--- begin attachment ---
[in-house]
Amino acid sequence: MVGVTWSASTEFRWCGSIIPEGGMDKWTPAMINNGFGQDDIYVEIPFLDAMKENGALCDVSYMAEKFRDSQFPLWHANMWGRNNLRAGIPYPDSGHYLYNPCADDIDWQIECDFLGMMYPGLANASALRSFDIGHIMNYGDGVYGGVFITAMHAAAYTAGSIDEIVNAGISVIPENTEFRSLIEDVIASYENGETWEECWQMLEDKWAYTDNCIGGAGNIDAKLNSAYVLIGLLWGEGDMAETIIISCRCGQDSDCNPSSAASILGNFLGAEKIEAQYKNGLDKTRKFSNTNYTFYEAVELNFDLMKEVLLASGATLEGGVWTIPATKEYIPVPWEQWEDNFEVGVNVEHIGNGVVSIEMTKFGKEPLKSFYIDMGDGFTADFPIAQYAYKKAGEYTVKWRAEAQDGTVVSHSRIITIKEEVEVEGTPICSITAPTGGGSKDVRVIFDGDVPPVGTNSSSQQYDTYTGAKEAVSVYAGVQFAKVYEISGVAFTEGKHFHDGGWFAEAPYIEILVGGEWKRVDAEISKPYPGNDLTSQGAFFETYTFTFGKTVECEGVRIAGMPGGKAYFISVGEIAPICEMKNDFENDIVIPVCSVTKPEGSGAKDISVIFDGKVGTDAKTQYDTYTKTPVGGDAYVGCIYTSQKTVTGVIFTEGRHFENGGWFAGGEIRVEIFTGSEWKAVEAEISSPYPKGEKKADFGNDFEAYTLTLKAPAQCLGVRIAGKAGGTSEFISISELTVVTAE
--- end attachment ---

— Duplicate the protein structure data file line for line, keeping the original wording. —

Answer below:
[in-house]
Amino acid sequence: MVGVTWSASTEFRWCGSIIPEGGMDKWTPAMINNGFGQDDIYVEIPFLDAMKENGALCDVSYMAEKFRDSQFPLWHANMWGRNNLRAGIPYPDSGHYLYNPCADDIDWQIECDFLGMMYPGLANASALRSFDIGHIMNYGDGVYGGVFITAMHAAAYTAGSIDEIVNAGISVIPENTEFRSLIEDVIASYENGETWEECWQMLEDKWAYTDNCIGGAGNIDAKLNSAYVLIGLLWGEGDMAETIIISCRCGQDSDCNPSSAASILGNFLGAEKIEAQYKNGLDKTRKFSNTNYTFYEAVELNFDLMKEVLLASGATLEGGVWTIPATKEYIPVPWEQWEDNFEVGVNVEHIGNGVVSIEMTKFGKEPLKSFYIDMGDGFTADFPIAQYAYKKAGEYTVKWRAEAQDGTVVSHSRIITIKEEVEVEGTPICSITAPTGGGSKDVRVIFDGDVPPVGTNSSSQQYDTYTGAKEAVSVYAGVQFAKVYEISGVAFTEGKHFHDGGWFAEAPYIEILVGGEWKRVDAEISKPYPGNDLTSQGAFFETYTFTFGKTVECEGVRIAGMPGGKAYFISVGEIAPICEMKNDFENDIVIPVCSVTKPEGSGAKDISVIFDGKVGTDAKTQYDTYTKTPVGGDAYVGCIYTSQKTVTGVIFTEGRHFENGGWFAGGEIRVEIFTGSEWKAVEAEISSPYPKGEKKADFGNDFEAYTLTLKAPAQCLGVRIAGKAGGTSEFISISELTVVTAE